A daughter discovers layers of secrets surrounding her parentage when she returns to Ireland to settle her mother’s estate.
University professor Elizabeth Keane flies to Ireland to clean out her mother Patricia’s house in Buncarragh and ready it for sale. She discovers a box of letters from Edward Foley, the father she never met and whom she was told had died when she was an infant, and realizes she has little idea who Patricia was outside her role as a mother. Nearly all grown children realize this truth at some point, and yet it hits Elizabeth at an especially timely moment, as she’s a single mother to her son, Zach, who is nearing adulthood, and she faces a life just as alone as she perceived her mother's to be. To complicate matters, her mother’s lawyer informs Elizabeth that she has inherited a second property, her father’s house, which prompts a new round of investigation. Interspersed with the chapters about Elizabeth’s questions, other chapters flash back to detail Patricia’s initial correspondence and later relationship with Edward. These sections become increasingly tense as Patricia visits his home and glimpses the sadness and dysfunction that grip him and his mother. In the present moment, Elizabeth’s life also becomes uncertain as she discovers Zach is lying about visiting his father and keeping secrets of his own. Irish television personality Norton (Holding, 2017, etc.) has crafted what turns out to be an ominous mystery for his second novel as two stories about motherhood unfurl simultaneously. At times, the characters seem to almost be running to keep up with the plot twists, which leaves little time for full development or more than surface-level insight into their motivations. Unlike Norton’s first novel, focus is on the plot as the site of intrigue, but affinity with the characters is the cost.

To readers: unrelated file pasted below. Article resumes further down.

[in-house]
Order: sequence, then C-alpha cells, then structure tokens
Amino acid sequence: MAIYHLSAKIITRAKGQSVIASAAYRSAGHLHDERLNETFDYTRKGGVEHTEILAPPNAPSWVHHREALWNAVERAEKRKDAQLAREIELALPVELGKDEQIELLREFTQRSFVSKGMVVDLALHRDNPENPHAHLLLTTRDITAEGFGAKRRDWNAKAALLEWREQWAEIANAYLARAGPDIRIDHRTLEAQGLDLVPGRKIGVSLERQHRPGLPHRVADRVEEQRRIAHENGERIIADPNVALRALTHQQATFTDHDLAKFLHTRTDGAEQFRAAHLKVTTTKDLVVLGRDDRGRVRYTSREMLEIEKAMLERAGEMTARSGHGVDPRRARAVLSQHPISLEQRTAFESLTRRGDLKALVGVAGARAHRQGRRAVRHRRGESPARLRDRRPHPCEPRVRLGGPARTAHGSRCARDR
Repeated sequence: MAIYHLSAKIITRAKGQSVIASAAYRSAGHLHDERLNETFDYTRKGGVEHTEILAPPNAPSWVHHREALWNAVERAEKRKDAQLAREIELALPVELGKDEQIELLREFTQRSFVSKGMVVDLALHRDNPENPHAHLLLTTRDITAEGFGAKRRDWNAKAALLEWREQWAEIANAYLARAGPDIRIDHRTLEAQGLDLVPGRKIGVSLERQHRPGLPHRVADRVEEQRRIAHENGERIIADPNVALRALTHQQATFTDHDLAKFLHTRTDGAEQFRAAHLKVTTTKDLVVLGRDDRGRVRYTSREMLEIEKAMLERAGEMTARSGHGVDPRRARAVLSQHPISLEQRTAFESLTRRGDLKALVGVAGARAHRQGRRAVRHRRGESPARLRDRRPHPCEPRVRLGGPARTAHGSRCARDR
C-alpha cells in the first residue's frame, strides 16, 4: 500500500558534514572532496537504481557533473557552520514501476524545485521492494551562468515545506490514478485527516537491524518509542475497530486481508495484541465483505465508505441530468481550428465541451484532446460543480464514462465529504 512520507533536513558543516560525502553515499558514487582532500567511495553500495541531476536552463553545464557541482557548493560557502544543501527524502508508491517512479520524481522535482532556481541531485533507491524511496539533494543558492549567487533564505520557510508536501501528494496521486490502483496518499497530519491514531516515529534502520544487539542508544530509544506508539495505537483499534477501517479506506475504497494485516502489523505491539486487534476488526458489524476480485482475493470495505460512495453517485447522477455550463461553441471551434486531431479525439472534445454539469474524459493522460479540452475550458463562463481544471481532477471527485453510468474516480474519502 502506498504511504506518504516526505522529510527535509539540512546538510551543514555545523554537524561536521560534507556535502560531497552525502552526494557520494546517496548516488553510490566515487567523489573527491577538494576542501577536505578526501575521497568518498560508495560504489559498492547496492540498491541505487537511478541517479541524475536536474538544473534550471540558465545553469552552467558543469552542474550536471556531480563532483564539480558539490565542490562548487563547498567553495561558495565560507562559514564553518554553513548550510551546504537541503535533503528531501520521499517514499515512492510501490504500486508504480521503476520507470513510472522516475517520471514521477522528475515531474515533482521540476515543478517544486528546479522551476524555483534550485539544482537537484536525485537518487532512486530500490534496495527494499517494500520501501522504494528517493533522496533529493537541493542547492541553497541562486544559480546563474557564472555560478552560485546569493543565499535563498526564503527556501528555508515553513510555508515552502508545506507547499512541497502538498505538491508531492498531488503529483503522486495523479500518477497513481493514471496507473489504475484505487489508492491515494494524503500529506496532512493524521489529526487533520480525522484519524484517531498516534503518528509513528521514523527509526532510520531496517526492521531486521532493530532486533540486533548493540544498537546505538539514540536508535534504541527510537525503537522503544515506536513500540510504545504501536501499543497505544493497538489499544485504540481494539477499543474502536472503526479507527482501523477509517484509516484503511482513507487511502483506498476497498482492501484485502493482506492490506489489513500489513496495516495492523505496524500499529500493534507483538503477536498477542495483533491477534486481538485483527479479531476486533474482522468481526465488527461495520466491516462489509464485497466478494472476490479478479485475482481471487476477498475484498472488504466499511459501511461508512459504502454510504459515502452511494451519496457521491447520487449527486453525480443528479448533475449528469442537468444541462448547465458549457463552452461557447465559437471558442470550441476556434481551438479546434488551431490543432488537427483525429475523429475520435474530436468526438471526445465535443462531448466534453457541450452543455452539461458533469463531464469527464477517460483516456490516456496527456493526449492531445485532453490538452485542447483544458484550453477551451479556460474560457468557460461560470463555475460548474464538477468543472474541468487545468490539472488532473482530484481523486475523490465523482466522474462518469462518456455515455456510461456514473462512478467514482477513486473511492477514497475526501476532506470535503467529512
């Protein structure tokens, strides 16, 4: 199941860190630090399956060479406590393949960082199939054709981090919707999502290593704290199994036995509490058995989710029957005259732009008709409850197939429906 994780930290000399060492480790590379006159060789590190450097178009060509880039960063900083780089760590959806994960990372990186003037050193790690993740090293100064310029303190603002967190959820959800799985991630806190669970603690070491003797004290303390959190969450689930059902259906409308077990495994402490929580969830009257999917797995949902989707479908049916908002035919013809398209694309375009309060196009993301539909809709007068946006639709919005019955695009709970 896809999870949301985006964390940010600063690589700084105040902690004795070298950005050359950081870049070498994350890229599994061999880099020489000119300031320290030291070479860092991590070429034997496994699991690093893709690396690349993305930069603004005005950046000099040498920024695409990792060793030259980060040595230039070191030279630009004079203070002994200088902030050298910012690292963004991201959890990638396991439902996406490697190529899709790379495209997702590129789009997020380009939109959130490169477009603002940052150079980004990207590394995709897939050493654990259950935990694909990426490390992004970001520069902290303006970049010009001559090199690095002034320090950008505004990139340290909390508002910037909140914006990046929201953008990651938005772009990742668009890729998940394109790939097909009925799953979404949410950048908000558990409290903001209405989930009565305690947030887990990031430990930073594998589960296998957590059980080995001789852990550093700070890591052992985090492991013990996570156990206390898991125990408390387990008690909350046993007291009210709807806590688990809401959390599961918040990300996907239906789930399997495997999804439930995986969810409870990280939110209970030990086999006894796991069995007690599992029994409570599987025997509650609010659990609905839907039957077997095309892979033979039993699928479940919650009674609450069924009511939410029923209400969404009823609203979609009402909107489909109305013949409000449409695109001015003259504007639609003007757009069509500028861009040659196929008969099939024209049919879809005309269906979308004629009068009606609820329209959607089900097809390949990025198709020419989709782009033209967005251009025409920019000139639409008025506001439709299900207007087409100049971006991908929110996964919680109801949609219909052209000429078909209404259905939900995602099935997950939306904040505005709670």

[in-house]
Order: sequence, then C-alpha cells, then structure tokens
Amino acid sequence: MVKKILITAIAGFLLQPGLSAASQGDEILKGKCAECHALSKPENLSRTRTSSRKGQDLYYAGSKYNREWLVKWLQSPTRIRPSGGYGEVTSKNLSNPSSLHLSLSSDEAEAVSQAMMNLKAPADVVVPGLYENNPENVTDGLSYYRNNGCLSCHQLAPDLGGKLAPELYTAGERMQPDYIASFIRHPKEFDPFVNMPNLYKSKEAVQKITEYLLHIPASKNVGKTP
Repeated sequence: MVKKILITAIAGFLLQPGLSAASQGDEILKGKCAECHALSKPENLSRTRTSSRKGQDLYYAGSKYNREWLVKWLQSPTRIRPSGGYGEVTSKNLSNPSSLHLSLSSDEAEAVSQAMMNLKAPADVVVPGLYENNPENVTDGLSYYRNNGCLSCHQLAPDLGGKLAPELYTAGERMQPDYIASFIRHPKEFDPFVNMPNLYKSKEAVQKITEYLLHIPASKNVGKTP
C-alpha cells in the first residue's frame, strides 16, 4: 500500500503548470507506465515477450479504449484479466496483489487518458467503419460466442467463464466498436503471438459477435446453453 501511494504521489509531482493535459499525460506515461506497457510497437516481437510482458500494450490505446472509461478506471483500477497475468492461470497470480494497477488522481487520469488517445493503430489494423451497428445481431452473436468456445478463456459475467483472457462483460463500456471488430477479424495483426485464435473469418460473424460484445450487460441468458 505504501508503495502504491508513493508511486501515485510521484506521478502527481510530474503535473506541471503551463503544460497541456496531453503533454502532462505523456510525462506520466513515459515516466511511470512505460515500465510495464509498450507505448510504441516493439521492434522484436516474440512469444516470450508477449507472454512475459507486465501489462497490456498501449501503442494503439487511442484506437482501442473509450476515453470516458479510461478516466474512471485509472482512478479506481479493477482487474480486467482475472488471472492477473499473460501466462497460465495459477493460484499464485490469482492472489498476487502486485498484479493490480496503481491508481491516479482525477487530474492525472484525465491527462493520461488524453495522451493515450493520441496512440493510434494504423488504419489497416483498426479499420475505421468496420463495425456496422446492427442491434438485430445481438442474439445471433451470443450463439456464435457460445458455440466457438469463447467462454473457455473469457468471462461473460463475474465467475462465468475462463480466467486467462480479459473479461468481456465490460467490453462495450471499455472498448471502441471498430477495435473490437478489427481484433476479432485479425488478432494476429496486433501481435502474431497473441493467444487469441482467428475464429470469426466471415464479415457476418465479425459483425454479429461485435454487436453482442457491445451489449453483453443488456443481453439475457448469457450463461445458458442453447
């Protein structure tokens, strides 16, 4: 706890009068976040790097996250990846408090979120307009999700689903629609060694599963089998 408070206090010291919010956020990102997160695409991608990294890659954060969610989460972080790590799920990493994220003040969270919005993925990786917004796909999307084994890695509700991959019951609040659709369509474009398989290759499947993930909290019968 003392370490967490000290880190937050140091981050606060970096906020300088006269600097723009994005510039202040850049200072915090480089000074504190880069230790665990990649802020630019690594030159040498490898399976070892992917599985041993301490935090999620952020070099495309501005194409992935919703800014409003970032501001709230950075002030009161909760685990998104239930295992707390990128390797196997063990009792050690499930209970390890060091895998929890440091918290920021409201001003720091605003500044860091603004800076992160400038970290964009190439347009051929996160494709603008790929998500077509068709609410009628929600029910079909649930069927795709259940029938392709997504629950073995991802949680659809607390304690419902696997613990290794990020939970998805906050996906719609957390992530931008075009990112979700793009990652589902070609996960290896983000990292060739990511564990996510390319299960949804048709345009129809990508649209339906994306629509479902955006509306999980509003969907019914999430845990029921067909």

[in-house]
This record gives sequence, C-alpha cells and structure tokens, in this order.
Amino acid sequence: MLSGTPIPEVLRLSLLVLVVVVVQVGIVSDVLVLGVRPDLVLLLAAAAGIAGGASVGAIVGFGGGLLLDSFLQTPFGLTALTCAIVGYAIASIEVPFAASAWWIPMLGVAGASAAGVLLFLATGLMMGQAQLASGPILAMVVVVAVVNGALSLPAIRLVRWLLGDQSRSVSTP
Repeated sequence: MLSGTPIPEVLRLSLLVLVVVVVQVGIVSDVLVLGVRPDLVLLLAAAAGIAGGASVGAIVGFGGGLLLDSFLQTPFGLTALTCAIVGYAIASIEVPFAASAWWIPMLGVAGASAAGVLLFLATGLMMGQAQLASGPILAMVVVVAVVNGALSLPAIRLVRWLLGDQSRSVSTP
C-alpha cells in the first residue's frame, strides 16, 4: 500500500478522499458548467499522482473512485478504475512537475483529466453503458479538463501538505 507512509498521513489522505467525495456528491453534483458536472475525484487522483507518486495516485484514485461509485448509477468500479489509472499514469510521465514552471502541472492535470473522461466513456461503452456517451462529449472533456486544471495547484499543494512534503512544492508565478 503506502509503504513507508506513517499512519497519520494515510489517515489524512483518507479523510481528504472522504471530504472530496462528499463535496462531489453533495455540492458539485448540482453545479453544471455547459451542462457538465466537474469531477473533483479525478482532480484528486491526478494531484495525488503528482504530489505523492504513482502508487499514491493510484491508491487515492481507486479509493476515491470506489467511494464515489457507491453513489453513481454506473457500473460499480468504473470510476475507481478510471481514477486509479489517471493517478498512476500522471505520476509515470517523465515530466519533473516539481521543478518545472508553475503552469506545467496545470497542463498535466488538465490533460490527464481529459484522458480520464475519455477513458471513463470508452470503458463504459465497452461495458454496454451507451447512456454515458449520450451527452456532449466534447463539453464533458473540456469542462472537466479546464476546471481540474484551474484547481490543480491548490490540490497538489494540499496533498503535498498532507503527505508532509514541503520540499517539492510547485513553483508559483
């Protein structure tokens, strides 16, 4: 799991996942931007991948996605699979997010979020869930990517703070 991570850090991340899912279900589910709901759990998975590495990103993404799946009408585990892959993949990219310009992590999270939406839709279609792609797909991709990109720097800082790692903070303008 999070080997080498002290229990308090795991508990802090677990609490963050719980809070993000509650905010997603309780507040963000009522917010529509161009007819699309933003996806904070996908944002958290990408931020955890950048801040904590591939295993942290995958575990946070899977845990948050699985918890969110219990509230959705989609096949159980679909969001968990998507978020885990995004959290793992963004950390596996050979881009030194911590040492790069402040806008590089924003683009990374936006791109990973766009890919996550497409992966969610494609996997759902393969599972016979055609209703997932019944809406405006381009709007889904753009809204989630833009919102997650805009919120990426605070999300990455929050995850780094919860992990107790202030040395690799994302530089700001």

A page-turner well suited for readers seeking a light domestic thriller.